Are you thinking that’s NEVER going to work for you? If you’ve done some serious decluttering, there’s not going to be that much going into these baskets. Be persistent and consistent. This is all about training. Repetition and reward works.
STEP FOUR: Set up super simple routines and stick to them.
The time you invest in setting up routines and training your kids (and support people) is GOLD. Yes, you are still the person who has to manage all your stuff and remind them when they forget. But it’s worth it.
Because you are the Grown Up, you’re going to deal with this with a calm, firm, loving attitude and bit of humour.
For example: If each kid has a towel of their own in their favourite colour, they can choose to hang it so it dries or use a cold and damp icky towel from the floor. (Each kid has two towels, one in the weekly wash, one in use.) When they whine, and they will, you smile kindly and remind them of the choice they made. Every. Single. Time. This is training in action. (They will be ok!)
Do what you’re teaching them. If you’re serious about this, you will also only have two towels (for example). You always hang your towel. You always put your own shoes away. You always hang your gym bag on your special hook.
They will see what you do and either copy it or use it as ammunition in a battle of wills (depending on age and temperament.)
STEP FIVE: Get your support people onside.
Boundaries, guidelines, limits and rules are GOOD.
You are growing little adults. You want them to be fully functional, capable and caring grown ups right? That’s the goal.
That’s why you teach them to pick up after themselves, think about how their behaviour affects other people and play together nicely. It’s why you teach them that they won’t get a present every single time anyone walks through the door (they get hugs and tickles and attention instead.)
It’s why Grand-Ma (and everyone else who loves them), respects the rules you as their parent have set up. Because they want this too, right?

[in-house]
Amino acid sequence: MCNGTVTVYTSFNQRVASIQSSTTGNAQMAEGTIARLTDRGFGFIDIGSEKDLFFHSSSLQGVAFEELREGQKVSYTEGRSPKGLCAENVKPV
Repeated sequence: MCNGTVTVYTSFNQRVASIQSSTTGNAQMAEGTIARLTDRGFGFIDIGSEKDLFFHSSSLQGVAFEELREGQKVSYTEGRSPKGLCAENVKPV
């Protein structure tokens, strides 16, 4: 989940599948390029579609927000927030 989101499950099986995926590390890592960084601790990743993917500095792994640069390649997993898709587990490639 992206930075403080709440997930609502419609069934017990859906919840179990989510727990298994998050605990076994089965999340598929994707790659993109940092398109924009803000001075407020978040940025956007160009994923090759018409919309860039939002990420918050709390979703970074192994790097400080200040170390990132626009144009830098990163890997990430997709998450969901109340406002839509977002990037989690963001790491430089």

They need to reinforce the new rules you’ve set up too. It won’t be long and each kid will hang their towel and have a comfy dry one the next time. They’ll show Gran-Ma their shoe basket and she’ll help to remind them to use it.
When you know that this system is working (mostly) you can start introducing more small personal responsibilities like everyone putting their own clean washing away.
And because you have less stuff in your home, there’s less laying around. Less to drop in a pile. They’ll learn that their choices and actions have consequences.
When you change the rules, acceptance of YOUR new way of doing things can be very challenging for those close to you. You’ll need to talk to your kids about why you’re making new rules and routines.
You’ll need to have a serious conversation with your support people about what it is that you’re trying to achieve. It helps to remember that it’s unlikely that they’re purposely trying to thwart you.
You know it’s because they don’t want to miss out on their own warm happy feelings when they bring presents or let the kids do what ever they like. They’re going to have to find a new way to get those feelings. Show them the new way of doing things so they can help.
Even if there’s only a reduction to your chaos in one area of your home or type of stuff, it’s going to make a difference to your sanity.
Next week: Tackling the Family Laundry Chaos.
The Tidy Lady
Declutter Coach & Tidyness Expert